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Can Community Control be Violated for DWLS Without Knowledge?

Can Community Control be Violated for DWLS Without Knowledge?

RAM was approached by a special investigations unit (SIU) detective about information that he had possession of cannabis in the Ft. Pierce garage. RAM gave permission to search the garage. Nothing was found. At the detective’s further request, RAM gave permission to search the home. Unfortunately, the ensuing search uncovered approximately 365 grams of marijuana and a scale. At all times during the search, RAM was cooperative.

At sentencing on September 27, 2006, St. Lucie County Circuit Judge James W. McCann took the defendant’s cooperative behavior into account, as well as his honorable military service, employment and other circumstances, and imposed a 2-year term of community control followed by 1 year of drug offender probation.

Judge McCann was required to revoke RAM’s driver license because of the drug conviction. However, Judge McCann simultaneously issued an order requiring issuance of a hardship license: “Department of Motor Vehicles shall issue a business purposes only permit…immediately upon commencement of revocation”.

RAM subsequently went to DHSMV to secure the restricted license required under Judge McCann’s order. Unfortunately, DHSMV would not issue the license in that fashion – even though RAM’s license was not suspended for any other reason. DHSMV required RAM to first complete a drug awareness program. RAM immediately enrolled in the appropriate program.

RAM was a long-time employee of a marine construction company. He was so employed on November 4, 2006, when he was cited for DWLS while driving his employer’s work truck and trailer. The police officer was kind enough to issue a notice to appear instead of taking RAM to jail. RAM dutifully reported the situation to his community control officer who was required to initiate a violation of community control (VOCC) process.

Judge McCann subsequently released RAM on a reasonable bond. The primary issue in the VOCC proceeding was whether the DWLS was “with knowledge”. RAM was caught between the order directing DMV to issue a restricted license and DMV’s refusal to do so. The case posed great risk to the client because of the amount of the amount of marijuana involved with the underlying charge, as well as his prior record.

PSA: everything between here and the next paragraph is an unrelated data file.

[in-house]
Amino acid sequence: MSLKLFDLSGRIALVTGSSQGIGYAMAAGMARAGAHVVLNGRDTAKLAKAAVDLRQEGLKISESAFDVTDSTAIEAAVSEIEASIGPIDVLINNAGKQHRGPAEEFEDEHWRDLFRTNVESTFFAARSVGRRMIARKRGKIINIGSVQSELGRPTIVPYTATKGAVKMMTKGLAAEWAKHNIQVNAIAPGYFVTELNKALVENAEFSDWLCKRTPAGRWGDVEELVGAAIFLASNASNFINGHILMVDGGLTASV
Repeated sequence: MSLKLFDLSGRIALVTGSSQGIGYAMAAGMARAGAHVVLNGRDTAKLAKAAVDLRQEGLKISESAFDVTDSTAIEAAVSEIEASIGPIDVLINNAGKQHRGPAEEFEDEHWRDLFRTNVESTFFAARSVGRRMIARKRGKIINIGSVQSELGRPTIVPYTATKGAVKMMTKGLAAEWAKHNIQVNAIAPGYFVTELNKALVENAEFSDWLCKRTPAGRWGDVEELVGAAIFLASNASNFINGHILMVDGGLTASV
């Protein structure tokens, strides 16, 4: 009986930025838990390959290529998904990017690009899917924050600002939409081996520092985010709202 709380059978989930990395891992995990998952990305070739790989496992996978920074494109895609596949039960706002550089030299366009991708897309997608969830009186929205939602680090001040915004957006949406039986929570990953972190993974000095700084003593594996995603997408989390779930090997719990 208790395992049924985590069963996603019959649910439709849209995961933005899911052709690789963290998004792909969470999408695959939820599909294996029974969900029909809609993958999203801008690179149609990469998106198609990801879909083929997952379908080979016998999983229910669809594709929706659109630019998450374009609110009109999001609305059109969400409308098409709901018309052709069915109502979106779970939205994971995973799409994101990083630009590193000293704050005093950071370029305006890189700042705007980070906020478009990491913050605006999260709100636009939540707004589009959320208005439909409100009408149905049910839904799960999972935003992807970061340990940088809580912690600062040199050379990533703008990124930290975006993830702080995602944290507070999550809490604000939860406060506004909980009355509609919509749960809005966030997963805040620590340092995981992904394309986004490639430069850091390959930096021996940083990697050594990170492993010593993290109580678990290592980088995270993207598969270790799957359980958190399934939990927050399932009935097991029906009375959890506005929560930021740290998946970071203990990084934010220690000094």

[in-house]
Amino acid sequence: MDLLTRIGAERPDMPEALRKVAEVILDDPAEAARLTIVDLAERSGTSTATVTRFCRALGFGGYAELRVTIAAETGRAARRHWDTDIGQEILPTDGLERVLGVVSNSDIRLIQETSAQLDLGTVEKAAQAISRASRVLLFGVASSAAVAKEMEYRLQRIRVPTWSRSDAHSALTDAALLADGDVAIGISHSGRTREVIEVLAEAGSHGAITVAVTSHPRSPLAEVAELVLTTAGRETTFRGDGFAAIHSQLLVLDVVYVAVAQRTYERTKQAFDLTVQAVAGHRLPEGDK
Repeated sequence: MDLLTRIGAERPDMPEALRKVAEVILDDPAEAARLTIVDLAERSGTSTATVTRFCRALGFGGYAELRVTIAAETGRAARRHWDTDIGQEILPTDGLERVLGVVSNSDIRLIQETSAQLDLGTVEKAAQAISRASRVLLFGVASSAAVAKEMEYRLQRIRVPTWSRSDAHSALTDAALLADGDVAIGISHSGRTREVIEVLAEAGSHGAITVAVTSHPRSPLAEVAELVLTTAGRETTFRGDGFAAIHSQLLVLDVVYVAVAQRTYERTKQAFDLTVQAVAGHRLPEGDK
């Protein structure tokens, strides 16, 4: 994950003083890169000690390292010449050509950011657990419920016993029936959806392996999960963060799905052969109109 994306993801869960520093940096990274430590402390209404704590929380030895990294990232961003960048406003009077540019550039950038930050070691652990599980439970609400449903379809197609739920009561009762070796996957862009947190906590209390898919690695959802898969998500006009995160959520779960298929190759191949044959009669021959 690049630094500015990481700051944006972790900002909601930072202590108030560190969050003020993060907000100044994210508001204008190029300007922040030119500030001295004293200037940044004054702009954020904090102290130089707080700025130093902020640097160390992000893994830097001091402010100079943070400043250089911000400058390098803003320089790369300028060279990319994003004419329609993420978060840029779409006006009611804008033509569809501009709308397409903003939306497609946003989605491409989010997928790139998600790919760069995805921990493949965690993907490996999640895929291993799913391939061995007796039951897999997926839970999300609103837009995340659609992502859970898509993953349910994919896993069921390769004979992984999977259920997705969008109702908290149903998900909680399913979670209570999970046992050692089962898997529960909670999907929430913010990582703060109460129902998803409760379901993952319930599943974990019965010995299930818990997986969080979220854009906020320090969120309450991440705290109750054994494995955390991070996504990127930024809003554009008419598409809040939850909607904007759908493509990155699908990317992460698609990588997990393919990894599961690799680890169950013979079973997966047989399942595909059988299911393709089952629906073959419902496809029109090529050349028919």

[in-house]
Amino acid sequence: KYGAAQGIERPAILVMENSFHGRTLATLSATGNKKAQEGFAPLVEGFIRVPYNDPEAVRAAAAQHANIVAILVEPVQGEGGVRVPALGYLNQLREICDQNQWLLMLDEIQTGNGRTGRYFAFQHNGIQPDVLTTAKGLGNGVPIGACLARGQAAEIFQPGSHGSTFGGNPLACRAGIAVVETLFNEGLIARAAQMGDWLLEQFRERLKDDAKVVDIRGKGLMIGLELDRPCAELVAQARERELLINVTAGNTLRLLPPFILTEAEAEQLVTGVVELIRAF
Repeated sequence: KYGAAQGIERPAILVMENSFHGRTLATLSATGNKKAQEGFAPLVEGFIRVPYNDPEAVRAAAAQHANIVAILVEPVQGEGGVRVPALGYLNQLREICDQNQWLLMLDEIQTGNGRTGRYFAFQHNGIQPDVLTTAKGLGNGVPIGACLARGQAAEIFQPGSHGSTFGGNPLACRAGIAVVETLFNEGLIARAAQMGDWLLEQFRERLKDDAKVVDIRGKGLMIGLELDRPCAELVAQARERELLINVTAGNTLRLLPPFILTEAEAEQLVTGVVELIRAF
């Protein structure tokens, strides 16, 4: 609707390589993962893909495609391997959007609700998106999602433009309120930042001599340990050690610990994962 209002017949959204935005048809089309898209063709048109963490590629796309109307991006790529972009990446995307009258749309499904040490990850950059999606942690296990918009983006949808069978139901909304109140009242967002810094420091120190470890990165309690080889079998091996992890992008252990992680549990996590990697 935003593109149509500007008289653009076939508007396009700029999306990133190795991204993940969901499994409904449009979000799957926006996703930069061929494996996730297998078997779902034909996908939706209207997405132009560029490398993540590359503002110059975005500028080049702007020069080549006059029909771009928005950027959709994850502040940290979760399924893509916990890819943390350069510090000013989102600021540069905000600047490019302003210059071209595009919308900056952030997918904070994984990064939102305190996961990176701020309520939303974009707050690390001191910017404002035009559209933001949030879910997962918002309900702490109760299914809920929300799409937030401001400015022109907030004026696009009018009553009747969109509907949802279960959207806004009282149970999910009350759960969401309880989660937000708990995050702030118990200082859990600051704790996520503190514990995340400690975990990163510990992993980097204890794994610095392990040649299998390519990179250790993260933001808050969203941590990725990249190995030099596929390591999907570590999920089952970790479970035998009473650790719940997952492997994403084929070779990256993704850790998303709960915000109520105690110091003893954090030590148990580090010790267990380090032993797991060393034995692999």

The matter was resolved satisfactorily to all parties by defendant’s admission to the VOCC on January 22, 2007. At that time, he was sentenced to 90 days in jail with credit for time served. His probation was revoked and terminated. Although he had to serve the 90-day jail term, RAM was happy to avoid the difficult restrictions imposed by community control and already had a significant amount of time in from his original arrest.

Whether probation or community control can be violated for DWLS without knowledge remains unresolved by this case. A person in a similar situation would be wise to raise and preserve the issue. The State will likely argue that the probationer is presumed to have knowledge and that the question of knowledge is a factual issue which is to be resolved by the judge at a lower standard of proof than (preponderance of evidence) than would be the case before a jury (beyond a reasonable doubt). The defense would focus on the fact that a DWLS without knowledge is a non-criminal infraction.